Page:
A server can access a “table” with one click to get more details, such as the items ordered.


When new guests arrive, the server choses an unoccupied table to assign.

Order Entry and Menu Items

As for order entry, the POS can group items into categories with individual items assigned to particular categories.

By clicking on a category, its menu items appear. For example, under Appetizers, menu items such as “Wing – 10pc” and “Quesadilla” are available.


Menu items can be shown with a list of modifiers, ingredients and other dietary information that increase customer options. Orders are sent to the kitchen via the Ordyx touchscreen device.

Ordyx also offers a function to enter the orders for individual guests at the table. The numbers appearing between the categories and the menu item indicate the number of guests, with each guest assigned a number. Table 3 has four (4) guests. By clicking on a number, the server can take the order for that specific guest.

Online Ordering

If you want to take orders online, you can add the Ordyx online ordering at no additional charge. This option is available for both pickup and delivery, though delivery management modules incur an additional fee. Customers will then be able to place an order online and either pick up the order or have it delivered.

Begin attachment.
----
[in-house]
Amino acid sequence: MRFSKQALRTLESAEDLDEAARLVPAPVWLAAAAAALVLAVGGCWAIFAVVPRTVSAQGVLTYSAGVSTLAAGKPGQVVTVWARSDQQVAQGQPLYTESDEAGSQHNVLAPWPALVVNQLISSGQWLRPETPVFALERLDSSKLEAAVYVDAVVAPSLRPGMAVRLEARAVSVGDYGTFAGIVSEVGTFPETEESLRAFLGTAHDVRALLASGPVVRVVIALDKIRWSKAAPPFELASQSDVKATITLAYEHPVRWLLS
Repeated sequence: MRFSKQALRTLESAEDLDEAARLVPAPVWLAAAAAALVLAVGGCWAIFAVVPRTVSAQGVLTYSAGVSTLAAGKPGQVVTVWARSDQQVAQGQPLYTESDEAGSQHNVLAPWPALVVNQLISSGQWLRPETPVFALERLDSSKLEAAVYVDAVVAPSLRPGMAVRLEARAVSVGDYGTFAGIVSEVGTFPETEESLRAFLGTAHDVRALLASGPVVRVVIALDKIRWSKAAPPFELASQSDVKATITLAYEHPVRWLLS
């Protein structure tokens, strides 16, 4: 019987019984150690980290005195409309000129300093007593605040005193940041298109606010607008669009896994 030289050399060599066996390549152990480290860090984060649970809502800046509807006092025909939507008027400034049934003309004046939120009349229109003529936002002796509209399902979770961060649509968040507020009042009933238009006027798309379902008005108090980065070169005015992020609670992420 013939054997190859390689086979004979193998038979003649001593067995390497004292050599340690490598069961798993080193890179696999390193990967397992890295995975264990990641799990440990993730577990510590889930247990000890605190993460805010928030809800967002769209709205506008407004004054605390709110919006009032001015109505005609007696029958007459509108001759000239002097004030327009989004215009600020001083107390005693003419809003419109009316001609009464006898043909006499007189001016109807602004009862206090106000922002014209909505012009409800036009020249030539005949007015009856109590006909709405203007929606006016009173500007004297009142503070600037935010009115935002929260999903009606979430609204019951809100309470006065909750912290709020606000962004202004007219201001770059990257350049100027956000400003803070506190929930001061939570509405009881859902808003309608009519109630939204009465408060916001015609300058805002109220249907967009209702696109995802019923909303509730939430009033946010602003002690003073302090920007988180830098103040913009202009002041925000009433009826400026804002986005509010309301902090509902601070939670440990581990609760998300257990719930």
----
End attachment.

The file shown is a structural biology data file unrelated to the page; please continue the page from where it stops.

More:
The system can store customer names and addresses. When a customer places an order online for delivery, the system automatically loads Google Maps to show the way to his location. When the order is ready, the system shows available drivers to assign to the delivery.


Other FOH related functions include real-time online order tracking; splitting or merging orders; one touch cash payment; assigning customer names to orders; managing comps and discounts; accepting bar codes; handling tips; and a training mode for new staff.


Ordyx offers around 30 standard reports that can be sorted in a number of ways, e.g. by date, by food group, or by employee. The reports can be modified to an extent, which allows a degree of customization. Sales history is tracked in real time showing activity levels – slow or busy – for different times of day. And reports incorporate graphs and spreadsheets that offer data visualization, which makes analyzing and interpreting data decidedly easier.

Ordyx Pricing

The Ordyx POS system is undoubtedly affordable and easy for the smallest establishment to acquire. There are no upfront setup fees nor requirements to sign a long term contract. Two pricing plans are currently available: Lite and Premium.




Service Fee (first terminal)



Additional Terminals

$17/month, max of 2 terminals


Time and Attendance Module



Delivery / Gift / Loyalty Modules



Inventory Module

Not available


Remote Printers

Up to 10


Staff Logins

Up to 10





Both plans include no contracts, unlimited customer support, an offline mode, credit card processing capabilities (with a third-party processor), QuickBooks integration, automatic upgrades, daily backups, payroll integration capabilities, and back office access.